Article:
Of course, research also indicates that “trauma-responses” vary and can express themselves in a variety of manners. The thread of continuity that runs through these various responses is that no matter how our body reacts or copes in the short-term, the effects of a specific experience often embed themselves deeply within us, often affecting our behaviors in ways that are not immediately recognized or associated with the precipitating cause.  

Trauma can result from all sorts of experiences and occurs at any stage in life. Individuals can vary significantly in their response to the same event or experience and certain forms of trauma are linked not just to a single moment, but also to chronic exposure to stress or long-term environmental strains: 

Any physical or psychological stimuli that disrupts homeostasis results in a stress response. The stress response is adaptive…[preparing]…the body to handle the challenges presented by an internal or external environmental challenge (stressor) e.g., the body’s physiologic responses to trauma and invasive surgery serve to attenuate further tissue damage. But if the exposure to a stressor is actually or perceived as intense, repetitive (repeated acute stress), or prolonged (chronic stress), the stress response becomes maladaptive and detrimental to physiology e.g., exposure to chronic stressors can cause maladaptive reactions including depression, anxiety, cognitive impairment, and heart disease” (Chu B, Marwaha K, Sanvictores T, et al. “Physiology, Stress Reaction.” StatPearls (January 2023),

Addressing trauma or at the very least, identifying trauma, is essential to an individual’s successful road to freedom in both the reentry and the recovery worlds, which often overlap. Unresolved or unidentified trauma is often the source of certain behaviors and generational cycles in an individual’s personal history and story. One of the most profound ways to combat the adverse effects of trauma is to equip and empower an individual to identify and address both the source and the influence of trauma in their life. The first and key step to this process is a subtle but profound shift in semantics and philosophy. When addressing an individual and working in the area of peer support in reentry and recovery, the question becomes not, “What’s wrong with you?” but “What happened to you?”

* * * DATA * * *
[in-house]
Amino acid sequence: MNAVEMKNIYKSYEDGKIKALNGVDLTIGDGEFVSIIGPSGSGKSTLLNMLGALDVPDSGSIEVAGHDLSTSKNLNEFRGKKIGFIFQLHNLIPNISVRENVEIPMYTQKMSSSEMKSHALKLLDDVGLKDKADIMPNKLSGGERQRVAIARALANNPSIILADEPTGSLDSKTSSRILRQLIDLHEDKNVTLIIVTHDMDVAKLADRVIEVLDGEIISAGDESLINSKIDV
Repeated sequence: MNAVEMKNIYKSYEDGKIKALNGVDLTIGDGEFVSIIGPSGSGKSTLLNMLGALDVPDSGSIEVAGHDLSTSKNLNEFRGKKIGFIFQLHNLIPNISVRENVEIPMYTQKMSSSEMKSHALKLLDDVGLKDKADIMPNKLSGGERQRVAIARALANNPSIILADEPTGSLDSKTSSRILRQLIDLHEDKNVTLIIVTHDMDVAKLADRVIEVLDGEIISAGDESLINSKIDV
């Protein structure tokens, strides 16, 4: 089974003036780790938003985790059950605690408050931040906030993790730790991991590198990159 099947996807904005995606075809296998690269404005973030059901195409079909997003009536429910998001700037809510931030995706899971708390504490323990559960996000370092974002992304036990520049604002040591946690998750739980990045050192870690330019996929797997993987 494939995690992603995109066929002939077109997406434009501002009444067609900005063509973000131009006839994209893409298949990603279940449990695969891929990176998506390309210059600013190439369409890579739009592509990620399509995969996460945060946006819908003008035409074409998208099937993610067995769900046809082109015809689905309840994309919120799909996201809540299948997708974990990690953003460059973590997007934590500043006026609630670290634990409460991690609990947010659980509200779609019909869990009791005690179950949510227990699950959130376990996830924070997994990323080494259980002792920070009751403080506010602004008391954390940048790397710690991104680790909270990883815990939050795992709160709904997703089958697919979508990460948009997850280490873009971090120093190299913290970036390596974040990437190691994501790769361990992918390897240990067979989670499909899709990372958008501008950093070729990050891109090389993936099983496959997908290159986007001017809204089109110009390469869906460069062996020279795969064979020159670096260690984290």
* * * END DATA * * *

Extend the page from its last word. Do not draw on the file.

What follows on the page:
This simple change immediately reframes narratives, empowering the individual. Furthermore, it recaptures their dignity and humanity, by creating space to build and develop a person-centered approach to their road to freedom. 

Theological Trail 

Damascus Way Reentry Center provides Trauma-informed services through the lens of reentry and recovery. Our mission is driven by the powerful and inspiring message of transformation that is testified to in the Gospel of Jesus Christ. This means, that we believe there is inherent dignity and divinity within each human being, no matter their past or what they’ve experienced or subjected others to. We are proud to serve individuals from all walks of life and it is our conviction that successful reentry and recovery is predicated upon a service model that genuinely cares for a person, their story and their basic psychological and physiological needs.  

The body does not function in isolation or separation from the mind or our material and spiritual needs. Here, at Damascus Way, we harness a model of care and support that promotes culturally knowledgeable engagement with our participants and an awareness of the role that trauma has on the body. Our staff members are increasingly equipped with the knowledge and tools to support and walk alongside of those we serve in order to effectively facilitate long-term recovery from substances and pathways to community connection and employment. These areas of focus allow us to attack the rate of recidivism as we work with populations that are trapped in cycles of incarceration.  

The people we serve are who and what matter most at Damascus Way and we serve them best by understanding the way in which our bodies deal with the tragedies and trials of life. This is why we are so excited to be training key team members in peer support, which informs and educates us in relevant and pressing areas of concern in the field.